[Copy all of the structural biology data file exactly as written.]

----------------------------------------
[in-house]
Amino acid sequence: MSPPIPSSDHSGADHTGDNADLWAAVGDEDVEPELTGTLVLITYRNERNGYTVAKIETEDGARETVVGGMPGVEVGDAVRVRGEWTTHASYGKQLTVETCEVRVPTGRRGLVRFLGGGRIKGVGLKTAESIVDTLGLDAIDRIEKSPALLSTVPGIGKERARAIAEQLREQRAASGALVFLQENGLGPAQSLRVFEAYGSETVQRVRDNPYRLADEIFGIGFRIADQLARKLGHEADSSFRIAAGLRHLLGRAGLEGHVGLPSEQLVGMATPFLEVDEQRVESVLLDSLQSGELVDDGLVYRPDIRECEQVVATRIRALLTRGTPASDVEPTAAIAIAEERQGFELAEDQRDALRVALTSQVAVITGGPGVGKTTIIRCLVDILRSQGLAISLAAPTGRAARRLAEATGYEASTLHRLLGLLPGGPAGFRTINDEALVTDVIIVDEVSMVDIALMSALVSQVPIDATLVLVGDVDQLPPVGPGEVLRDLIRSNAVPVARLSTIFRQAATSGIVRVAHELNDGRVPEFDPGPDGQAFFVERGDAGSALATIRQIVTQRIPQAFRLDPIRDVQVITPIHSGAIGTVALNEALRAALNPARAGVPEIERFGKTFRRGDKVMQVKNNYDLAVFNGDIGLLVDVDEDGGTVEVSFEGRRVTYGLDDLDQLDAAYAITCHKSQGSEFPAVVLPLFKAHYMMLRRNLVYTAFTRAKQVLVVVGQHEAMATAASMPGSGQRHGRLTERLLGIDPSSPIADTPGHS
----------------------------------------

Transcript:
[in-house]
Amino acid sequence: MSPPIPSSDHSGADHTGDNADLWAAVGDEDVEPELTGTLVLITYRNERNGYTVAKIETEDGARETVVGGMPGVEVGDAVRVRGEWTTHASYGKQLTVETCEVRVPTGRRGLVRFLGGGRIKGVGLKTAESIVDTLGLDAIDRIEKSPALLSTVPGIGKERARAIAEQLREQRAASGALVFLQENGLGPAQSLRVFEAYGSETVQRVRDNPYRLADEIFGIGFRIADQLARKLGHEADSSFRIAAGLRHLLGRAGLEGHVGLPSEQLVGMATPFLEVDEQRVESVLLDSLQSGELVDDGLVYRPDIRECEQVVATRIRALLTRGTPASDVEPTAAIAIAEERQGFELAEDQRDALRVALTSQVAVITGGPGVGKTTIIRCLVDILRSQGLAISLAAPTGRAARRLAEATGYEASTLHRLLGLLPGGPAGFRTINDEALVTDVIIVDEVSMVDIALMSALVSQVPIDATLVLVGDVDQLPPVGPGEVLRDLIRSNAVPVARLSTIFRQAATSGIVRVAHELNDGRVPEFDPGPDGQAFFVERGDAGSALATIRQIVTQRIPQAFRLDPIRDVQVITPIHSGAIGTVALNEALRAALNPARAGVPEIERFGKTFRRGDKVMQVKNNYDLAVFNGDIGLLVDVDEDGGTVEVSFEGRRVTYGLDDLDQLDAAYAITCHKSQGSEFPAVVLPLFKAHYMMLRRNLVYTAFTRAKQVLVVVGQHEAMATAASMPGSGQRHGRLTERLLGIDPSSPIADTPGHS